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March 01, 2010

Clean, green washing machines

Having a cleaner environmental conscience starts with a green laundry

L. Sara Bysterveld

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When it comes to making your home more energy and water efficient, the three rooms with the highest potential for change are the kitchen, bathroom and laundry room. There are obvious steps that can be taken in each, including buying more efficient appliances and installing water-saving fixtures. In the laundry room, a number of practices, appliance switches and product choices can vastly reduce the environmental impact of cleaning clothes.

“Choosing a green laundry lifestyle will leave you with clean laundry instead of a cleaned out pocket-book, and your clothes will last longer,” asserts Claudia Fromme, president and co-owner of Claudia’s Choices, which manufacturers an eco-friendly laundry detergent and runs an online eco store based in Nanton, Alberta.

The biggest impact can be made in the kind of laundry machines you have and the choices you make once you’re using them. Choosing a cold wash is significant, Fromme says, as washing four out of five loads in cold water can cut 1,000 pounds of CO2 from your carbon footprint in a year.

She explains that 90 per cent of the energy used to wash a load of laundry is consumed in heating the water. Switching to an Energy Star rated front loader automatically cuts water consumption, and doing the same with the dryer cuts energy consumption.

According to Climate Change Central, switching from a top load to a front load, an Energy Star washer can save the average family of four up to $150 on annual utility costs, conserve 33,000 litres of water and prevent one tonne of greenhouse gas emissions from being released per year.

An even better option than switching to a more efficient dryer is hanging laundry to dry, as the clothes dryer is the second biggest drain of energy in the average Canadian household after the refrigerator.

Hanging clothes to dry and skipping the dryer can save one tonne of CO2 per year, Fromme says.

Drying the laundry on a clothesline outdoors not only saves energy but gives you the additional benefit of the sun’s brightening and disinfecting powers. When weather prevents you from this, Fromme says there are a few inexpensive indoor drying racks, using this also has the added benefit of humidifying the home as the laundry dries.

Picturing crisp, rough towels and stiff jeans? According to Fromme, a dryer is not necessary for any specific piece of laundry. Although she suggests fluffing towels in the dryer for ten minutes when nearly dry to get them soft if crispier towels are unacceptable.

Aside from energy and water conservation, there are choices to be made in the products used that can directly impact both health and the environment. The issue with many detergents, explains Fromme, is that the chemicals in most detergents that can be found in the supermarket, cause algal blooms in waterways, “negatively affecting aquatic ecosystems.” Her list of requirements in a detergent include the ability to clean effectively in cold water; a concentrated formula that requires less packaging; zero residue; and if necessary, low sudsing and HE washer appropriate. Shop for a detergent that is plant-based to avoid petroleum based products.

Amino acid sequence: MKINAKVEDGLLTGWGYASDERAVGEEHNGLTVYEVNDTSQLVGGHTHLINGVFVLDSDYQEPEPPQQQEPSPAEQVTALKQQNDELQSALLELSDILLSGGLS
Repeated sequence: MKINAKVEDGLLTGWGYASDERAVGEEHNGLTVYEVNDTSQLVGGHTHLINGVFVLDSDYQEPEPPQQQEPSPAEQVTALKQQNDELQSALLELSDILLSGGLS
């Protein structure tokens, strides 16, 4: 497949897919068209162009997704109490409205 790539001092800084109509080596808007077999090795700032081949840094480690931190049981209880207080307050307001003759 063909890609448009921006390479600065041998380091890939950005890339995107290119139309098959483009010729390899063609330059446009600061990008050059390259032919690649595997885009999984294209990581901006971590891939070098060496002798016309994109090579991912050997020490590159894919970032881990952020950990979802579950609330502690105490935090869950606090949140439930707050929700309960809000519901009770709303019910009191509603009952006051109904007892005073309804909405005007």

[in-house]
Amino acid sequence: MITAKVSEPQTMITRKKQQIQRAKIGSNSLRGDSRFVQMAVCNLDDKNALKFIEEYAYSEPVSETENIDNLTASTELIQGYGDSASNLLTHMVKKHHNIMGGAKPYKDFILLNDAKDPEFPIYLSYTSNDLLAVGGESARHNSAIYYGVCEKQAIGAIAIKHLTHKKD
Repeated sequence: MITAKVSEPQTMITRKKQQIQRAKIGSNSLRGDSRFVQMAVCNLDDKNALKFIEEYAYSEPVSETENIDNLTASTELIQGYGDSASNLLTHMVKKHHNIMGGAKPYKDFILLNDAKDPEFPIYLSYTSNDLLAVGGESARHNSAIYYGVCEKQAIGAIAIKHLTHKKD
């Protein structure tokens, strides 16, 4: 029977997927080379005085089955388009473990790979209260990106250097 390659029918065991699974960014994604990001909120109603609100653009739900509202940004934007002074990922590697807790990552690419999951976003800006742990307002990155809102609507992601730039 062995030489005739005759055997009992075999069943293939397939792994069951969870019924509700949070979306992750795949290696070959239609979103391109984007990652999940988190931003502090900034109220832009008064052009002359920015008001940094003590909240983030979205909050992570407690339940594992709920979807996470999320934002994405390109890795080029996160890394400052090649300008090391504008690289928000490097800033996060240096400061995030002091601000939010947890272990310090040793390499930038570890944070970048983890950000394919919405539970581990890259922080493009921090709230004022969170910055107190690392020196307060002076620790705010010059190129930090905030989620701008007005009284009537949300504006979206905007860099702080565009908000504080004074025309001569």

On top of the environmental impacts, laundry products with scents, dyes and other additives can also cause skin irritation and allergies and over time may contribute to the accumulation of synthetic chemicals in the body.

Though decidedly not for everyone, Fromme offers one lasting eco-friendly tip: “For an ultra-green laundry lifestyle and zero C02 emissions, you can always use a traditional washboard instead of a washing machine. And nothing beats a good old-fashioned washboard for powering out stains.”

Washboards are still being made by the Columbus Washboard Company in Logan, Ohio and are available from the Claudia’s Choices online store.


12 Tips To Make Your Laundry Day Cleaner and Greener

1] Wear clothes multiple times before washing and only wash when actually dirty.
2] Only wash full loads.
3] Wash at least four out of five loads in cold water.
4] Hang clothes to dry and avoid using the dryer as much as possible.
5] Choose a biodegradable, concentrated detergent made from plant-based ingredients.
6] Soften water using a water softener or magnet ball. Keep in mind that water softeners, aside from being costly, may also introduce unnecessary salts into the water system.
7] Make the switch to Energy Star appliances. High  efficiency washers fetch a $100 rebate; check http://www.climatechangecentral.com
for more details.
8] Skip the chlorine bleach; opt for a non-chlorine bleach instead.
9] Use your dryers moisture sensor instead of the timer.
10] Clean your dryers lint trap and exterior exhaust regularly.
11] Check out natural stain removers in the form of bars or gel, or try benign options like baking soda or vinegar.
12] Trade your dryer sheets for a reusable dryer cloth.
They really work!

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